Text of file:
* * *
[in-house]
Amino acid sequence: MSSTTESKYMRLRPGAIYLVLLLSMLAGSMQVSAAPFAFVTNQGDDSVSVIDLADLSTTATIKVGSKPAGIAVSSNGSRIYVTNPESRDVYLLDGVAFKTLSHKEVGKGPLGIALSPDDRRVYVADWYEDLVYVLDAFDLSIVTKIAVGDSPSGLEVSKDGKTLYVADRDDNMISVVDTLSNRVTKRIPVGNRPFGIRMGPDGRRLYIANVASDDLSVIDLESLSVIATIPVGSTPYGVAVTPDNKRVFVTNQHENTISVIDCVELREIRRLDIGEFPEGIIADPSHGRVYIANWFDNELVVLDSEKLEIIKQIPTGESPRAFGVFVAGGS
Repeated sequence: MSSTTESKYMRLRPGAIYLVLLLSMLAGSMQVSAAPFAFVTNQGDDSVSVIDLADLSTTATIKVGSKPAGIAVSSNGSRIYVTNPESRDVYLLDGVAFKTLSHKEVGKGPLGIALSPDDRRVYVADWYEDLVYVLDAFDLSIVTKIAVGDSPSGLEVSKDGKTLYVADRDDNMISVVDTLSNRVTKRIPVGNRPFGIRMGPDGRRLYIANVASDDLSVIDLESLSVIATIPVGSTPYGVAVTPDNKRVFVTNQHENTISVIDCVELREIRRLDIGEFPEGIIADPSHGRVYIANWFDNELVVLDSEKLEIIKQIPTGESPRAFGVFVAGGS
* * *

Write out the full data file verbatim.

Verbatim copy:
[in-house]
Amino acid sequence: MSSTTESKYMRLRPGAIYLVLLLSMLAGSMQVSAAPFAFVTNQGDDSVSVIDLADLSTTATIKVGSKPAGIAVSSNGSRIYVTNPESRDVYLLDGVAFKTLSHKEVGKGPLGIALSPDDRRVYVADWYEDLVYVLDAFDLSIVTKIAVGDSPSGLEVSKDGKTLYVADRDDNMISVVDTLSNRVTKRIPVGNRPFGIRMGPDGRRLYIANVASDDLSVIDLESLSVIATIPVGSTPYGVAVTPDNKRVFVTNQHENTISVIDCVELREIRRLDIGEFPEGIIADPSHGRVYIANWFDNELVVLDSEKLEIIKQIPTGESPRAFGVFVAGGS
Repeated sequence: MSSTTESKYMRLRPGAIYLVLLLSMLAGSMQVSAAPFAFVTNQGDDSVSVIDLADLSTTATIKVGSKPAGIAVSSNGSRIYVTNPESRDVYLLDGVAFKTLSHKEVGKGPLGIALSPDDRRVYVADWYEDLVYVLDAFDLSIVTKIAVGDSPSGLEVSKDGKTLYVADRDDNMISVVDTLSNRVTKRIPVGNRPFGIRMGPDGRRLYIANVASDDLSVIDLESLSVIATIPVGSTPYGVAVTPDNKRVFVTNQHENTISVIDCVELREIRRLDIGEFPEGIIADPSHGRVYIANWFDNELVVLDSEKLEIIKQIPTGESPRAFGVFVAGGS